Gisborne Mayor Meng Foon has joined with Hawke’s Bay leaders to lobby the Government to ensure that the Eastern Institute of Technology remains nimble to meet the skills needs of local employers.
Under the Government’s Review of Vocation Education (ROVE) proposal all 16 of the country’s polytechnics and institutes of technology will be incorporated into one national skills and training entity.
In a joint submission, the five mayors across Gisborne and Hawke’s Bay plus the Hawke’s Bay Regional Council chairman, say they welcome the Government’s recognition that business, industry, iwi and local government need to play an active role in driving the skills development and social outcomes for their communities.
They do, however, have concerns that a highly centralised decision-making entity will not enable the kind of responsiveness needed. “The region’s stakeholders need to be directly involved in co-designing solutions that work for our people rather than having models imposed on us” the submission states.
The leaders believe the proposed new structure needs to support what the region is already doing well, makes sure the transition is well-managed, and that the changes deliver better outcomes for the people of Tairāwhiti and Hawke’s Bay.
EIT was a trusted partner, deeply integrated into the various regional development strategies in place for Tairāwhiti and Hawke’s Bay, the submission states. The institute had created new school-industry partnerships, promoted sustainable value-added horticulture and a cutting-edge apiculture sector, strengthened the tourism workforce and local skill development.
Steve Breen from Activate Tairāwhiti says he “absolutely supports regionally-based and directed training provision. We need to be able to manage and determine the mix of skills we need so our workforce can develop.
“EIT is extremely well placed to supply skills and training that is work-based so our people don’t need to leave the region to develop their careers and futures. The institute is closely connected with employers and our communities and can judge not just the here and now opportunities but also where we’re going, what the future of work will be for our young people.”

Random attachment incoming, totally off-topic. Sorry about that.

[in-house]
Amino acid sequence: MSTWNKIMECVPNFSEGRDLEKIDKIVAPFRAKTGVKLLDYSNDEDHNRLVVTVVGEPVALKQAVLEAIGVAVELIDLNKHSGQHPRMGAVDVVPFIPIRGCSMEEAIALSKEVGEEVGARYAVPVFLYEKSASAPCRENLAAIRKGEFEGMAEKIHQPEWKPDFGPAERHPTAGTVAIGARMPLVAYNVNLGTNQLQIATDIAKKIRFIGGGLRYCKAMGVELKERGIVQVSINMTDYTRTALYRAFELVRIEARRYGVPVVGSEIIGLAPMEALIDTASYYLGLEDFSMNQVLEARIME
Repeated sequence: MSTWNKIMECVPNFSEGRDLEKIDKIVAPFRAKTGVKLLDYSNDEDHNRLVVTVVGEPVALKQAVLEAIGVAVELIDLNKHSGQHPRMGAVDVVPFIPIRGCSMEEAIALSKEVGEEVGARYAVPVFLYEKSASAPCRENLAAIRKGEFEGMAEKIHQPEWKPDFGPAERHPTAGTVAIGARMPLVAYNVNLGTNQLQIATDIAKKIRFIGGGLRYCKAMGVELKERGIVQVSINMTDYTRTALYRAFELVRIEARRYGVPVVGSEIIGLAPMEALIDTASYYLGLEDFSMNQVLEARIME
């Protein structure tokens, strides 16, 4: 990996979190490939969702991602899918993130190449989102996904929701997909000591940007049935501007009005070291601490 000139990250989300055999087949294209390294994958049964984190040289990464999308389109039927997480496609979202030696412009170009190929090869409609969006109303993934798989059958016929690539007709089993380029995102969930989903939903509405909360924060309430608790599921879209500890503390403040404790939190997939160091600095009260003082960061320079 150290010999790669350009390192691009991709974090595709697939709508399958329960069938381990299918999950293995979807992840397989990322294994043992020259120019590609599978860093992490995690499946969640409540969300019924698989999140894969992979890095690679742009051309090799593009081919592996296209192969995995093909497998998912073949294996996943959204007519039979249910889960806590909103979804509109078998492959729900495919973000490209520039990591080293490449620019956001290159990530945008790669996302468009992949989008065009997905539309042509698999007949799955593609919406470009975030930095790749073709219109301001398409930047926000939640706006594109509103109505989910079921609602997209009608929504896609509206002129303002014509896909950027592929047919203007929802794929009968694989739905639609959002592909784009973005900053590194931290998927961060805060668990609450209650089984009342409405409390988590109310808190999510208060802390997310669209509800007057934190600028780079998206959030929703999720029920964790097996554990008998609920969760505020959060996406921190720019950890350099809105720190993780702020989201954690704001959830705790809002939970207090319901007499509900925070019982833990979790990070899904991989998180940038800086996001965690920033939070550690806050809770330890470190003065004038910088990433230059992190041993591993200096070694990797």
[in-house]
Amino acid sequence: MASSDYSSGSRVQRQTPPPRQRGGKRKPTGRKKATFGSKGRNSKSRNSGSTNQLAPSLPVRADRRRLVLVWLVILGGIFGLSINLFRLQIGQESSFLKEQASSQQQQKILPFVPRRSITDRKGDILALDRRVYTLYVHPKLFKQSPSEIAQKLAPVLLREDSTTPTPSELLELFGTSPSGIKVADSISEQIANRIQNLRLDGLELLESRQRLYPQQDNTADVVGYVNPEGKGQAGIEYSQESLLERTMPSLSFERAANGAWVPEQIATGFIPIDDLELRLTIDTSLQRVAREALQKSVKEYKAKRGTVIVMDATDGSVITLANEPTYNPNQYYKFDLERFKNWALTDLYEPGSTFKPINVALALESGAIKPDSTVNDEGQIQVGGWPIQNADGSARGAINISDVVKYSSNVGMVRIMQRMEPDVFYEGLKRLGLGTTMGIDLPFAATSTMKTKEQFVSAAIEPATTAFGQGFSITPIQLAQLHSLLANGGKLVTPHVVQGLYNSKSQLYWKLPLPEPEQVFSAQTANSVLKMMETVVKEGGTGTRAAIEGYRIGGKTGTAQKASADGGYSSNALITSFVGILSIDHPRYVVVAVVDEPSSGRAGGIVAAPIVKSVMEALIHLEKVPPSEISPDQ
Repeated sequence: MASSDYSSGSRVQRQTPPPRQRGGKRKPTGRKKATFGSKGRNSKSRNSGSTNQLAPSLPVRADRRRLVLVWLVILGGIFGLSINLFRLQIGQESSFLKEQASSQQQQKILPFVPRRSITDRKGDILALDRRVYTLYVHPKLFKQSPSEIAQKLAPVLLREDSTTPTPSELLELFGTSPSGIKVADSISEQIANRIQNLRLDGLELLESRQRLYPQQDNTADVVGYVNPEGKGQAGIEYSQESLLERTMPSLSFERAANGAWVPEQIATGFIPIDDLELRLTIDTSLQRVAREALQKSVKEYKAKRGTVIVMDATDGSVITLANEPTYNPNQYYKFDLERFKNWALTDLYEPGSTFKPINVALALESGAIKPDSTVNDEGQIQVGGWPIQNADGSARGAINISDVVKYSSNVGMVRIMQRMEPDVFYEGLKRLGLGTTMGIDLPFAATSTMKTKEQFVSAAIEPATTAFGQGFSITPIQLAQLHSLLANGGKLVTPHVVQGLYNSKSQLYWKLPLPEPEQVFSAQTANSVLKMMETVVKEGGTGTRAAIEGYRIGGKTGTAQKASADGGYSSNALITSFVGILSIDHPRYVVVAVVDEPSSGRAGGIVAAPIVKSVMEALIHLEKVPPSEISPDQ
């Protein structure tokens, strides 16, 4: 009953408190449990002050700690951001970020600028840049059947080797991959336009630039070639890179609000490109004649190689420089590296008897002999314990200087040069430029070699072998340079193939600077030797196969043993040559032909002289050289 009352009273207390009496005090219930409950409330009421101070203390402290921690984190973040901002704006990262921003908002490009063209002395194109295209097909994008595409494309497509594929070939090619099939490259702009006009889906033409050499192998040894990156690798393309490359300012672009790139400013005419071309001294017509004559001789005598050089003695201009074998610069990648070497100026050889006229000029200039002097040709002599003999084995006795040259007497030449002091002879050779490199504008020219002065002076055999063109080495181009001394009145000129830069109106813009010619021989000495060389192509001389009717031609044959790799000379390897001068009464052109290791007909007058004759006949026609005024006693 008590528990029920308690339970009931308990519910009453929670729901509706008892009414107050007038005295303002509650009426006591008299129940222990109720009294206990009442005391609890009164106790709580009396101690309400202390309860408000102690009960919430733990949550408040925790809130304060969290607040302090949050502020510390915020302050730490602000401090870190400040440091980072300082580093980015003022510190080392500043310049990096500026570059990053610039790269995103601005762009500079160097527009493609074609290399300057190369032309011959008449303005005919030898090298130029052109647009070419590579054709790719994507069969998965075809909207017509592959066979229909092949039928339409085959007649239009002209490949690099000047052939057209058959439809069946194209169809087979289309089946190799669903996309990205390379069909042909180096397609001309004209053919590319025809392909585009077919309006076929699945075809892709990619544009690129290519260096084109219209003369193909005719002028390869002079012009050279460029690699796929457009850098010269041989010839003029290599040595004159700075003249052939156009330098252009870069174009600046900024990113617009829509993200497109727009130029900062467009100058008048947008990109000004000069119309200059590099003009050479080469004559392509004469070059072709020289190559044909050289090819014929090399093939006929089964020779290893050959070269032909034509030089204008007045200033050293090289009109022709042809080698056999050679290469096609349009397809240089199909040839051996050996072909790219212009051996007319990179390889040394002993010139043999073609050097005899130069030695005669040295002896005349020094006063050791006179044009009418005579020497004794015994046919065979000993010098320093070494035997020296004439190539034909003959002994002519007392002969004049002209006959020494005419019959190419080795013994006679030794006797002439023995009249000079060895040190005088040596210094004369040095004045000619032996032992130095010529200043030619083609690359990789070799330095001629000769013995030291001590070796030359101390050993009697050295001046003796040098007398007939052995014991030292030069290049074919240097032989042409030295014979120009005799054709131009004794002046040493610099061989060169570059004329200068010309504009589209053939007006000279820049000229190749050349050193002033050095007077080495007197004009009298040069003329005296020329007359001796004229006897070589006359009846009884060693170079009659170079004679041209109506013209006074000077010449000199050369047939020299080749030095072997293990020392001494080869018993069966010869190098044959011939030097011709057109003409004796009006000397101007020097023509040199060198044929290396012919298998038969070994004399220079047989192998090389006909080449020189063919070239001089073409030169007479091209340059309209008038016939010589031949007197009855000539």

CEO of Tairāwhiti Chamber of Commerce, Terry Sheldrake acknowledges EIT as a significant employer and describes the tertiary institute as “community glue”.
“EIT brings opportunities for youth and adult students to upskill and reach employment. Lots of students don’t have the opportunity for university, particularly those isolated up our coast. I would hate to see us lose out on something that has worked successfully for a long time. They have a great track record.”
Nori Parata is chairman of the Ngāti Porou Principals’ Association and principal of Tolaga Bay Area School. She says that EIT had been very responsive and flexible in meeting the needs of the East Coast schools’ students.
“Working in collaboration, we’ve been able to co-design the Trades Academy model for Tairāwhiti. It’s really the only vocational education that we have, and it’s made our isolation disappear. It provides a tertiary pathway for our students.”
She notes that nowhere else in the country would there be students that travel five hours a day once a week to attend such an opportunity to be given careers exposure. This includes an agriculture academy that was specifically set up to satisfy both student and employers needs locally.
The joint submission also notes that within the ROVE proposal there is a commitment to locate the centralised functions of the new system in one or more of the regions.
In response, the local body leaders state that the Tairāwhiti and Hawke’s Bay regions had the appropriate capabilities to host one or more of these functions. They are looking forward to discussing how they can support the success of the new entity with Minister of Education, Chris Hipkins.
Submissions to the proposal were due by 27 March but the deadline has been extended until 5 April as a consequence of the recent terror attack and the need for ministerial input in related matters.
Members of the public can also make submissions in a variety of ways. More information can be found on www.eit.co.nz/about/reform-of-vocational-education/